Dilip Kumar, the legendary actor who redefined acting in Hindi films, passed away today at the age of 98. Revered as ‘The Thespian’, referred to as ‘Tragedy King’, known for his realistic acting, Dilip Kumar was an icon who inspired many a cine lover, young and old. Sundeep Pahwa writes a heartfelt note, recalling his first brushes with those classic films.
Today 7th July 2021 would go down in history as a sad day when one of the greatest actors of Hindi Cinema Dilip Kumar passed away early in the morning. Today while posting a song from Tarana in a tribute to Anil Biswas on his birth anniversary, in an FB group at around 7 am, I wrote that all have passed away except Dilip Kumar who is bravely fighting his health conditions at the age of 98. The song was Talat Mahmood’s Ek main hun ek meri. Little did I know that in half an hour I would have to edit my comment that Dilip Sahib was no more.
The news spread like wildfire on the social media. In fact, The New York Times was so quick, it posted an obituary titled ‘Dilip Kumar, Indian Film Star Who Brought Realism to Bollywood, Dies at 98’. on its website very early.
An institution is gone. Deeply saddened, Amitabh Bachchan tweeted:
T 3958 – An institution has gone .. whenever the history of Indian Cinema will be written , it shall always be ‘before Dilip Kumar, and after Dilip Kumar’ ..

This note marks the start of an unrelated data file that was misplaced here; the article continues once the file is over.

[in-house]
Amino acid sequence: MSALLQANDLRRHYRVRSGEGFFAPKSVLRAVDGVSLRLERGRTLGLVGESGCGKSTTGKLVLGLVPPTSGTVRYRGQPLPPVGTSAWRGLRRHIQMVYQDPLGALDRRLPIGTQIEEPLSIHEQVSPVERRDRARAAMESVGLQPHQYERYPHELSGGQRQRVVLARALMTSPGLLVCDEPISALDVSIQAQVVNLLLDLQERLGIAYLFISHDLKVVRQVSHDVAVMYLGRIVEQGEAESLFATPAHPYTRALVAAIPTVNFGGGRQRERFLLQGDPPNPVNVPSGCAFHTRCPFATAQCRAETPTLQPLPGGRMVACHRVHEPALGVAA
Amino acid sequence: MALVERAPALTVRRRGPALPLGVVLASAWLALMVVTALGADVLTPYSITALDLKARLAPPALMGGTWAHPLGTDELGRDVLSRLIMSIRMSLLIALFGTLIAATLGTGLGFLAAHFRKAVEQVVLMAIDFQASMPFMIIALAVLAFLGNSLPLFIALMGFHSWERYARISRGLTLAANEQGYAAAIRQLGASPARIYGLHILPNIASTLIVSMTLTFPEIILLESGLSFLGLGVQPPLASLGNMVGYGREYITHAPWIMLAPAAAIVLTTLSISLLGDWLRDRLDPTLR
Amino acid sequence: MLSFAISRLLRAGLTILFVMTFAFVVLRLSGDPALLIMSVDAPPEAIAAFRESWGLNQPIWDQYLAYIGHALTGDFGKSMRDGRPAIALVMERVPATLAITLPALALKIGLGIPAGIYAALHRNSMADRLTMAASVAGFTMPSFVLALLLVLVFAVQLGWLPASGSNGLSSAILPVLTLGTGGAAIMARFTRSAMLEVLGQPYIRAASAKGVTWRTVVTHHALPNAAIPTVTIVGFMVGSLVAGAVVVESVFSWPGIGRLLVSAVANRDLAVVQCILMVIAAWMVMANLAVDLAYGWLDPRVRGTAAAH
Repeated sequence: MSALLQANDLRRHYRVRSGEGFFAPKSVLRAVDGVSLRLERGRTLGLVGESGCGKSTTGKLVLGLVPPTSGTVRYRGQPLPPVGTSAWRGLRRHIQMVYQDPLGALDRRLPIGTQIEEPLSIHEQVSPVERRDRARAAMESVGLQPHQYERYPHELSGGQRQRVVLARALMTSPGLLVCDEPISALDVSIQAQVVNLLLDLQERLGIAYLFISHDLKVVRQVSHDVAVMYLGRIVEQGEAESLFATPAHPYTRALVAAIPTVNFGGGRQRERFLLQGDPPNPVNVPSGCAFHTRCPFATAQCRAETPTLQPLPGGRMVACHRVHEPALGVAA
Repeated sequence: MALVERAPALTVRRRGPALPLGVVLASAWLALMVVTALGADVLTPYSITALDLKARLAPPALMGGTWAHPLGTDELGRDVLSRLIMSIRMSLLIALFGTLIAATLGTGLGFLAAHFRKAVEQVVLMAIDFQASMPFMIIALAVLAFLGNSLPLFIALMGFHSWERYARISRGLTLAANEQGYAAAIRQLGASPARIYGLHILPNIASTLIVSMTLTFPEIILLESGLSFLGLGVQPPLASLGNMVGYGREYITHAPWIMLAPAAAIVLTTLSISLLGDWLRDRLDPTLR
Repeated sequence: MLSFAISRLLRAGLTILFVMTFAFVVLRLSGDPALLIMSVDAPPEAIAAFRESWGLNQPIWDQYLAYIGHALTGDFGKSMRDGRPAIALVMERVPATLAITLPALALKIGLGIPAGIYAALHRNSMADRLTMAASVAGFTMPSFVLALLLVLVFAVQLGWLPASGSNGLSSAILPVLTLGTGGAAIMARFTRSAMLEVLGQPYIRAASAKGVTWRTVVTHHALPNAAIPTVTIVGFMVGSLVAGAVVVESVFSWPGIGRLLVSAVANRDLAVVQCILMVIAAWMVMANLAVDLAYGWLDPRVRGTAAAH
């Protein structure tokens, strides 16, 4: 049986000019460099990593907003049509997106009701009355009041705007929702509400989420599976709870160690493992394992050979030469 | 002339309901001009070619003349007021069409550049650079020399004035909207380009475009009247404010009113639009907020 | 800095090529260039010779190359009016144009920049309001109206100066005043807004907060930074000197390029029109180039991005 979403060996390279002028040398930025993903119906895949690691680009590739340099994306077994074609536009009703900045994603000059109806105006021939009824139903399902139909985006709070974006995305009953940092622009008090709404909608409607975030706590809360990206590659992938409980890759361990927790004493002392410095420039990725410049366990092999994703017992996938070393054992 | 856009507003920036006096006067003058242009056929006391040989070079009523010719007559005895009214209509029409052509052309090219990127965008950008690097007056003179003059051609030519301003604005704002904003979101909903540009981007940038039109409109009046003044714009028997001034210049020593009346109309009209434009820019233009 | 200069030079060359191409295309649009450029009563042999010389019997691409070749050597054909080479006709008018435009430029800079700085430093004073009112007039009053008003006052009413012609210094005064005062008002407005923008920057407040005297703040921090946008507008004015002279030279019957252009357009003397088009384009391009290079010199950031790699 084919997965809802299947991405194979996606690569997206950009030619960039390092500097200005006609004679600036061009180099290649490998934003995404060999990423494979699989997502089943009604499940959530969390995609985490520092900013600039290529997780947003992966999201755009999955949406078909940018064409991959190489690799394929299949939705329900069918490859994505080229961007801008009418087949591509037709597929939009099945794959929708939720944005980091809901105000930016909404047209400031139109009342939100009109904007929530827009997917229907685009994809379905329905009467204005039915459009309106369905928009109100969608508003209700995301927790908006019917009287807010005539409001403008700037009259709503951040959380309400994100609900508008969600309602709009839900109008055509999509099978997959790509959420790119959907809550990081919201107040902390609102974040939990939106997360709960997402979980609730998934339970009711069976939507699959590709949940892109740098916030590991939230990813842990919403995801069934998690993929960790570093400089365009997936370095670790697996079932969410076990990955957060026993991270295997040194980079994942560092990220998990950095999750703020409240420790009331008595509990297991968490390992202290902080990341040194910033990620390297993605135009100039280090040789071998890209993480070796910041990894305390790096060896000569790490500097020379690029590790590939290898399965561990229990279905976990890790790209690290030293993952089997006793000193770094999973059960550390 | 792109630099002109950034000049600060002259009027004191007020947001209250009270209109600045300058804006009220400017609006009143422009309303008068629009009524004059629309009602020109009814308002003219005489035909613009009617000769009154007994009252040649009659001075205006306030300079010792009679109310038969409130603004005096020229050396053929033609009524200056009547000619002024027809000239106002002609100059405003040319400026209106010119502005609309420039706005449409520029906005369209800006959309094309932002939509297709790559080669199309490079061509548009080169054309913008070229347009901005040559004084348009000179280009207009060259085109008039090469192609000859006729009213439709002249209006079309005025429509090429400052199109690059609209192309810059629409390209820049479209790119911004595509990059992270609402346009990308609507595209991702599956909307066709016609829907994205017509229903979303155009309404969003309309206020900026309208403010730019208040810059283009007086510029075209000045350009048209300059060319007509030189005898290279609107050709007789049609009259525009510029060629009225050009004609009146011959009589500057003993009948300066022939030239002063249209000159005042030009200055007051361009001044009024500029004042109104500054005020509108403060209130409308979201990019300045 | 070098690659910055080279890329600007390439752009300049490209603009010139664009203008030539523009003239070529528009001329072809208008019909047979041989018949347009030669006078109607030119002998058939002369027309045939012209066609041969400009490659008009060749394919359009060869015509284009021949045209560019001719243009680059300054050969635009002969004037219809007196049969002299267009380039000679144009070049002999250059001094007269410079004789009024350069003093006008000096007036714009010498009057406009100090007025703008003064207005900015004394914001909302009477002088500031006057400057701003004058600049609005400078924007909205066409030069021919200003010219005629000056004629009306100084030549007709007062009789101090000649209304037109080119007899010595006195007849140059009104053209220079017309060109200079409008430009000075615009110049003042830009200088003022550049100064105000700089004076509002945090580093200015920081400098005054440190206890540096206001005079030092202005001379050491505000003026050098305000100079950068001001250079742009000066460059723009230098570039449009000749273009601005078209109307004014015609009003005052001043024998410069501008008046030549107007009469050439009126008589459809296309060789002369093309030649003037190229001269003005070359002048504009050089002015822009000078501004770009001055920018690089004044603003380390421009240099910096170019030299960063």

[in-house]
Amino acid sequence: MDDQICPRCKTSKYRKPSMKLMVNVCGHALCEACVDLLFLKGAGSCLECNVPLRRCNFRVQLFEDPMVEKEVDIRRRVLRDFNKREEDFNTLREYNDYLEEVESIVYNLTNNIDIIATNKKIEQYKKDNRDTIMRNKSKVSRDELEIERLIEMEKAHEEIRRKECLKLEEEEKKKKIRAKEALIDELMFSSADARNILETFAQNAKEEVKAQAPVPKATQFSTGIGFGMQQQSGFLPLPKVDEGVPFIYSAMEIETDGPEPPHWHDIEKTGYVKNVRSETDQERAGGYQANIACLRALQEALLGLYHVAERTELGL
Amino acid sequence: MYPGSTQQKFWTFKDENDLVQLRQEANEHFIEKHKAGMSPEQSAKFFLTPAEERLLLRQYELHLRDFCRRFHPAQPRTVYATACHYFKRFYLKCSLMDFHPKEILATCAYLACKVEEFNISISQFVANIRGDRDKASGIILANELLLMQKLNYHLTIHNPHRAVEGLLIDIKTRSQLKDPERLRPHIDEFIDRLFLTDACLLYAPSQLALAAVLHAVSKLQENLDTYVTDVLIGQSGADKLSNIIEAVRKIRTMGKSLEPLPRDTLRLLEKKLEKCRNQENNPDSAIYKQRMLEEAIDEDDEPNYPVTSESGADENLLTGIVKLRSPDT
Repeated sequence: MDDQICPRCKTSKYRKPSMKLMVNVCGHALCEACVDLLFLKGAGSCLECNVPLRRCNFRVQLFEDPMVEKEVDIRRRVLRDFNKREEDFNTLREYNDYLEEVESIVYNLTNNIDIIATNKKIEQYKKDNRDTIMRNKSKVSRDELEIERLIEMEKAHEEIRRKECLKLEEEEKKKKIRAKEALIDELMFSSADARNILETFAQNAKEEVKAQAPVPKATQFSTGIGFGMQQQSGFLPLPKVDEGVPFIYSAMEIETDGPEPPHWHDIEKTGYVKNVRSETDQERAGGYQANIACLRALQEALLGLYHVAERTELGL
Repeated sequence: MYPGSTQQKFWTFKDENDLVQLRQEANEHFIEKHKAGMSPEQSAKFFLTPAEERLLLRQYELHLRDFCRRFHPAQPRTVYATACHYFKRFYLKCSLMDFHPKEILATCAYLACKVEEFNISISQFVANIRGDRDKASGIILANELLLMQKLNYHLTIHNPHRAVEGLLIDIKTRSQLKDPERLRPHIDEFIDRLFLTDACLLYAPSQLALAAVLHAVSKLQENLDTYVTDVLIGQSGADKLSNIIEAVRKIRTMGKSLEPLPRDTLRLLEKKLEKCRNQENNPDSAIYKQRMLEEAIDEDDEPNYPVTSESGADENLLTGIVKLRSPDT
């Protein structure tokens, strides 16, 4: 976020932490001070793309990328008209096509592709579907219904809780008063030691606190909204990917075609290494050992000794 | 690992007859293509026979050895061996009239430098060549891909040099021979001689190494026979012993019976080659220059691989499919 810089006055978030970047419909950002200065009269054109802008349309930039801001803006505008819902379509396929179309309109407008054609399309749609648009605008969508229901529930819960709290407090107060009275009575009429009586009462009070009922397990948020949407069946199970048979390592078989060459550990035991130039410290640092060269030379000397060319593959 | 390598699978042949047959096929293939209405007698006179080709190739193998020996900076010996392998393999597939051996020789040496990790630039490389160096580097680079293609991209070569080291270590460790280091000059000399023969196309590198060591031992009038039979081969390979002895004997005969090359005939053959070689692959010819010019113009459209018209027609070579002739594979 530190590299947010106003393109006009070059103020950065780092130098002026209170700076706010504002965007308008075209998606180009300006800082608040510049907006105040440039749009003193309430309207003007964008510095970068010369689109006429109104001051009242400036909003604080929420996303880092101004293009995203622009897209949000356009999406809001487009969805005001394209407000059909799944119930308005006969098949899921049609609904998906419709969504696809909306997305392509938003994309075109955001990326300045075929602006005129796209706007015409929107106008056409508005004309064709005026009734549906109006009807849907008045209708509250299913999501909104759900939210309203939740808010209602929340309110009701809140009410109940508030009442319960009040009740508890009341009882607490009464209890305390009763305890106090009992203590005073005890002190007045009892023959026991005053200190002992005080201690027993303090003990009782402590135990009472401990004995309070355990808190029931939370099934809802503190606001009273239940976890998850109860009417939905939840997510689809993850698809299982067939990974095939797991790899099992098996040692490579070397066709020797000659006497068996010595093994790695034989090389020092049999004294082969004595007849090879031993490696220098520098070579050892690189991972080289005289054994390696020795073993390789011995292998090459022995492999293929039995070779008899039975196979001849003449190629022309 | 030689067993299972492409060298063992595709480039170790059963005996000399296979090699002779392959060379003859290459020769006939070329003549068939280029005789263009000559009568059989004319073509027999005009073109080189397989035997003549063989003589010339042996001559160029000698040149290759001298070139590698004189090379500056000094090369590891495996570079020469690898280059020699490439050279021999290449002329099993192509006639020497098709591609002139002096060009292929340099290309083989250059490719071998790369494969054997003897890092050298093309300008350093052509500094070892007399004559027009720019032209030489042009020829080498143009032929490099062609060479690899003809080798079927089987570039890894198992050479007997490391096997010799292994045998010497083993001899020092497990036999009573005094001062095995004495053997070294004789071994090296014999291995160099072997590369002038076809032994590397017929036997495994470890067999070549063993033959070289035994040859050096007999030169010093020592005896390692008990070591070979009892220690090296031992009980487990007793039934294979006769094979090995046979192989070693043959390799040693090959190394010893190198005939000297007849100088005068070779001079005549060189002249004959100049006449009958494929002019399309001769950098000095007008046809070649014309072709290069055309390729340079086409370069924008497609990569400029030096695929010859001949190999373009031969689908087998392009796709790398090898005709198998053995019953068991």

My duas for peace of his soul and the strength to the family to bear this loss .. 🤲🤲🤲
Deeply saddened .. 🙏
— Amitabh Bachchan (@SrBachchan) July 7, 2021
My first awareness of an actor called Dilip Kumar, was thanks to my late father who was a big fan of the thespian. Later I realised that among people of my father’s era, there was hardly anyone who did not appreciate his work as an actor.
As a young boy, the first film I heard about Dilip Kumar being discussed much was Mehboob Khan’s Andaz and the songs sung by Mukesh picturised on him. Subsequently Mela, Babul, Aan and a host of other blockbusters released in the 50s took him to greater heights. I remember as a young boy, I watched Dilip Kumar for the first time in a theatre – the film was Ram aur Shyam and the dual role made a deep impression on me.